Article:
29 Apr 2012

In anticipation of the RSA's 2012 European Conference in Delft, The Netherlands we thought it might be useful to provide a bit of a primer on Dutch Urban Planning so that those of you travelling to the country have a bit of background on how things work and how they have changed in the past few years. The Dutch planning system has been widely studied and praised by academics and practitioners alike for being an integrated and well-planned system resulting in positive social, environmental and economic outcomes. Despite being a relatively small country The Netherlands played a critical role in the development of the European Spatial Development Perspective and as a result influenced planning practice throughout Europe in the first decade of the 21st century.


For decades the Dutch planning system was based on a hierarchical model of planning, whereby national, provincial and local levels had different but coordinated responsibilities. Higher levels of government set the wider strategic goals, such as the desire to protect the 'green heart' - a large piece of rural land that is surrounded by the major cities of the country. The local level, meanwhile, produced the binding legal plans in order to operationalise the national or provincial vision. It was the success of this multi-scalar interaction between tiers of government that often won praise. But the system also had detractors who found it increasingly ill equipped to deal with the changing socio-economic environment of the country.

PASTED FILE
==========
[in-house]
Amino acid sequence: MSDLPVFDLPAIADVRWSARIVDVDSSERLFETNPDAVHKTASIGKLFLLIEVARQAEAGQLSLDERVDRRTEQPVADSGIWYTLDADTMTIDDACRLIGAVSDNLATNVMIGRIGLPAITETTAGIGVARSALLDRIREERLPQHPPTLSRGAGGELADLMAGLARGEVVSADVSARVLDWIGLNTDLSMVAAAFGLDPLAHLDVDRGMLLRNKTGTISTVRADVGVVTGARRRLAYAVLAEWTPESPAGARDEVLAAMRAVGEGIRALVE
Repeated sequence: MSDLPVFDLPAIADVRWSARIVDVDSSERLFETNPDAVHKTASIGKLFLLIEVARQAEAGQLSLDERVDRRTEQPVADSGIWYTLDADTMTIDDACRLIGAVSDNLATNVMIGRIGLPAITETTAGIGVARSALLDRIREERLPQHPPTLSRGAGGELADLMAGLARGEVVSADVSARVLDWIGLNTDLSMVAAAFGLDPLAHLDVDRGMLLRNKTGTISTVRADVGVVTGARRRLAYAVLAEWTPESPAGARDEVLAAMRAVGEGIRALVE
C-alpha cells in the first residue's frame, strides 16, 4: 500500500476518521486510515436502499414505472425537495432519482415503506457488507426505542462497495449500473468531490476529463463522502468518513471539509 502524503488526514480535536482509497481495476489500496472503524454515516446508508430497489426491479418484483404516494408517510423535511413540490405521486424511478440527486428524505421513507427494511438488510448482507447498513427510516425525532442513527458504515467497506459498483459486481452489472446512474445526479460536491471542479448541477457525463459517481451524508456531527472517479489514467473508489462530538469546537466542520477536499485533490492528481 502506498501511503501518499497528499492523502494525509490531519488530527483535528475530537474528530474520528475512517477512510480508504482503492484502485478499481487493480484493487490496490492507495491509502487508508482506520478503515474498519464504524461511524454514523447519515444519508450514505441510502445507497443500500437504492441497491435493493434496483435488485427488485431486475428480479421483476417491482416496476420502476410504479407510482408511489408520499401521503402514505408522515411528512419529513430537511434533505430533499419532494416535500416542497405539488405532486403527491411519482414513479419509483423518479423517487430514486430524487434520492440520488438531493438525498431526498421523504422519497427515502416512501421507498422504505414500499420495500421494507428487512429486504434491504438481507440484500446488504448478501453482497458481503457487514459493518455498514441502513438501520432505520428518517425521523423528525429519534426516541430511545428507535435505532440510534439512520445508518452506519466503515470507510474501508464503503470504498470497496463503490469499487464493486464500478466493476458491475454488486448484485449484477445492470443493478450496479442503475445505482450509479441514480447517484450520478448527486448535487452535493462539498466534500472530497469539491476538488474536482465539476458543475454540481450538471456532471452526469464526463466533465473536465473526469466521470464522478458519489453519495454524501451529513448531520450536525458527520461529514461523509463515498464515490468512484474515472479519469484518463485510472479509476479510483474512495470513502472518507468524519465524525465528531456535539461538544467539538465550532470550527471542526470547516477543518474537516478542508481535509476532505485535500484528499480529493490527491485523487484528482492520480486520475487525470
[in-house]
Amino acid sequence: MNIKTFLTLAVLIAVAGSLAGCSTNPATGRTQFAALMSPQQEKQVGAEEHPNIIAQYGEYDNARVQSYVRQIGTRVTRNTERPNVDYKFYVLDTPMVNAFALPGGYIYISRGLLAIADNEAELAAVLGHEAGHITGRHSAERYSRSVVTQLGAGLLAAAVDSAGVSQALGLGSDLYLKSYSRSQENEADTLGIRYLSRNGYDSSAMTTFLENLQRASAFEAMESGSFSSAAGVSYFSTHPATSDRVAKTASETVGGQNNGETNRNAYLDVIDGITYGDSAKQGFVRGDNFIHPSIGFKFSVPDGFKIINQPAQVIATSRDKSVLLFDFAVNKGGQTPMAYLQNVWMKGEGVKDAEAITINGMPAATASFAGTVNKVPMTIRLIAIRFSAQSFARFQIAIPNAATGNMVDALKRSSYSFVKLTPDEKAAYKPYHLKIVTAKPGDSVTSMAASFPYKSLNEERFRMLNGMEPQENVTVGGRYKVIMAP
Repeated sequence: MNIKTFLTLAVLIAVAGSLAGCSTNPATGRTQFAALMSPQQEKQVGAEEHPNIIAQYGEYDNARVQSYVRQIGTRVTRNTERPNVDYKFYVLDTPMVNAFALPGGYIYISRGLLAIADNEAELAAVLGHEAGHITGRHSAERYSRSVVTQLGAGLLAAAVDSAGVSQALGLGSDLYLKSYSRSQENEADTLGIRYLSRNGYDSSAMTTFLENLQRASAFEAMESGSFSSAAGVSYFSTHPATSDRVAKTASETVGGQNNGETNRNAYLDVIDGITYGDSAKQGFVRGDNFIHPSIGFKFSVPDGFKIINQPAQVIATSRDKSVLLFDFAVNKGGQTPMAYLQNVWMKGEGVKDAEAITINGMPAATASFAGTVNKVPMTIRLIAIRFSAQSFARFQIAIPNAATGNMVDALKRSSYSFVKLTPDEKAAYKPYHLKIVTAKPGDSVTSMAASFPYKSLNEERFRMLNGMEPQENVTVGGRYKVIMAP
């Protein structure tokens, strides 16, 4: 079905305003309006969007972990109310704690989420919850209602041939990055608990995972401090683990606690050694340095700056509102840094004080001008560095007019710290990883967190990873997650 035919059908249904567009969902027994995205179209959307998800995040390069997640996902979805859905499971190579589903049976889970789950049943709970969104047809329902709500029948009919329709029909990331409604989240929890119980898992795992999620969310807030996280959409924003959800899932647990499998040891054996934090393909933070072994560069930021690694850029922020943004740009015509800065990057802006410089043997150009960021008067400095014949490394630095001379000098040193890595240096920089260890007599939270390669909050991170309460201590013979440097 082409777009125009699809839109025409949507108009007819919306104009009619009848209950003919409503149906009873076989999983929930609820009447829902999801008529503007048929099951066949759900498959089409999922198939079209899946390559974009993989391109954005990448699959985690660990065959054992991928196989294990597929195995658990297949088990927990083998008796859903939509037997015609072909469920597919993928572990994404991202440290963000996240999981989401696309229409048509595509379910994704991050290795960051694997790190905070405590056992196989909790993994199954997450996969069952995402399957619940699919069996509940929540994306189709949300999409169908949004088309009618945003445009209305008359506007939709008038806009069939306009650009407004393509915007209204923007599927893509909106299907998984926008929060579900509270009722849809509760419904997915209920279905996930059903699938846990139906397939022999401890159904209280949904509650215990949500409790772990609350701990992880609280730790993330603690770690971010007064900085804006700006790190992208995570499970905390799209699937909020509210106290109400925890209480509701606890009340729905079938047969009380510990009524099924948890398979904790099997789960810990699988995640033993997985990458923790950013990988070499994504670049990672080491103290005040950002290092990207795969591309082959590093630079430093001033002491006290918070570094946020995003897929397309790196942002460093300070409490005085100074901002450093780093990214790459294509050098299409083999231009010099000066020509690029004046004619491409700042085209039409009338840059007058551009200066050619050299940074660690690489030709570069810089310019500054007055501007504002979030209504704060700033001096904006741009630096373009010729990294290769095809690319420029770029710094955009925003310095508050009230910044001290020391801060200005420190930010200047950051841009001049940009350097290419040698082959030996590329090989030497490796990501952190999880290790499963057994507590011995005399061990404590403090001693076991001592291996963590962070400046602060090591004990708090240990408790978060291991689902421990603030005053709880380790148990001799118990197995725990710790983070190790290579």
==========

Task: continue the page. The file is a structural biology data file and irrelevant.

In 2008 a new Dutch Spatial Planning Act was introduced that saw a complete change in how planning was done in the country. The hierarchy of plans has been removed and each tier of government now has, for the most part, the same planning powers. This allows the national government to develop structural local plans in order to directly advance the national interest for example as well as allow local municipalities to develop local plans without the need for provincial approval.

Source: MLIT
Within this new system strategic goals have no binding power, only legal ordinances are enforceable by law. This is a strong break from tradition, the results of which are still not fully understood. Only time will tell! If you want to know more about the Dutch planning system have a look at the Academic Programme for the conference and track down a session or two!